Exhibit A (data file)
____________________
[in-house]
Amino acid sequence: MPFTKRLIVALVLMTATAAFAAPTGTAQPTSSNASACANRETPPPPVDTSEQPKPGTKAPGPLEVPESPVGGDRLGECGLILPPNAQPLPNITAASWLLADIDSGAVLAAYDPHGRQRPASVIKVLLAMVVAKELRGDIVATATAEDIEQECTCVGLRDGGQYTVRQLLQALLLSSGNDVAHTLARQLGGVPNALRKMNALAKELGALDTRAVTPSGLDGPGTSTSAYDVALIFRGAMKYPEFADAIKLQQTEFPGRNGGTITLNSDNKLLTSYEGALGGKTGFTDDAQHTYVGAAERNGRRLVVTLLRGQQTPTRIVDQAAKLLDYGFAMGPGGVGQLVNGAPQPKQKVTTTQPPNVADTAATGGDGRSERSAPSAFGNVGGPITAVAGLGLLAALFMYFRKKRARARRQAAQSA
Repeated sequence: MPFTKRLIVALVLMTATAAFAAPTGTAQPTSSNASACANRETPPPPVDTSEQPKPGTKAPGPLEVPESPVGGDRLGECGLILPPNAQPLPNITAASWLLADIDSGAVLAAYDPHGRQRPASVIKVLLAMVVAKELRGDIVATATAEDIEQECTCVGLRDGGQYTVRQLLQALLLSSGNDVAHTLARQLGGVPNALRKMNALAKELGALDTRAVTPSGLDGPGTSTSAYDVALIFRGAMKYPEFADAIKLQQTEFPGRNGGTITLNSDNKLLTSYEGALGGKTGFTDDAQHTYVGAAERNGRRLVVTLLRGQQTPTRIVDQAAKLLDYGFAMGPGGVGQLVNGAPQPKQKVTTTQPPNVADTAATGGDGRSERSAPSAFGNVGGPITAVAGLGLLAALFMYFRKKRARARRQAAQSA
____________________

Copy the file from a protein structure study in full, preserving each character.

[in-house]
Amino acid sequence: MPFTKRLIVALVLMTATAAFAAPTGTAQPTSSNASACANRETPPPPVDTSEQPKPGTKAPGPLEVPESPVGGDRLGECGLILPPNAQPLPNITAASWLLADIDSGAVLAAYDPHGRQRPASVIKVLLAMVVAKELRGDIVATATAEDIEQECTCVGLRDGGQYTVRQLLQALLLSSGNDVAHTLARQLGGVPNALRKMNALAKELGALDTRAVTPSGLDGPGTSTSAYDVALIFRGAMKYPEFADAIKLQQTEFPGRNGGTITLNSDNKLLTSYEGALGGKTGFTDDAQHTYVGAAERNGRRLVVTLLRGQQTPTRIVDQAAKLLDYGFAMGPGGVGQLVNGAPQPKQKVTTTQPPNVADTAATGGDGRSERSAPSAFGNVGGPITAVAGLGLLAALFMYFRKKRARARRQAAQSA
Repeated sequence: MPFTKRLIVALVLMTATAAFAAPTGTAQPTSSNASACANRETPPPPVDTSEQPKPGTKAPGPLEVPESPVGGDRLGECGLILPPNAQPLPNITAASWLLADIDSGAVLAAYDPHGRQRPASVIKVLLAMVVAKELRGDIVATATAEDIEQECTCVGLRDGGQYTVRQLLQALLLSSGNDVAHTLARQLGGVPNALRKMNALAKELGALDTRAVTPSGLDGPGTSTSAYDVALIFRGAMKYPEFADAIKLQQTEFPGRNGGTITLNSDNKLLTSYEGALGGKTGFTDDAQHTYVGAAERNGRRLVVTLLRGQQTPTRIVDQAAKLLDYGFAMGPGGVGQLVNGAPQPKQKVTTTQPPNVADTAATGGDGRSERSAPSAFGNVGGPITAVAGLGLLAALFMYFRKKRARARRQAAQSA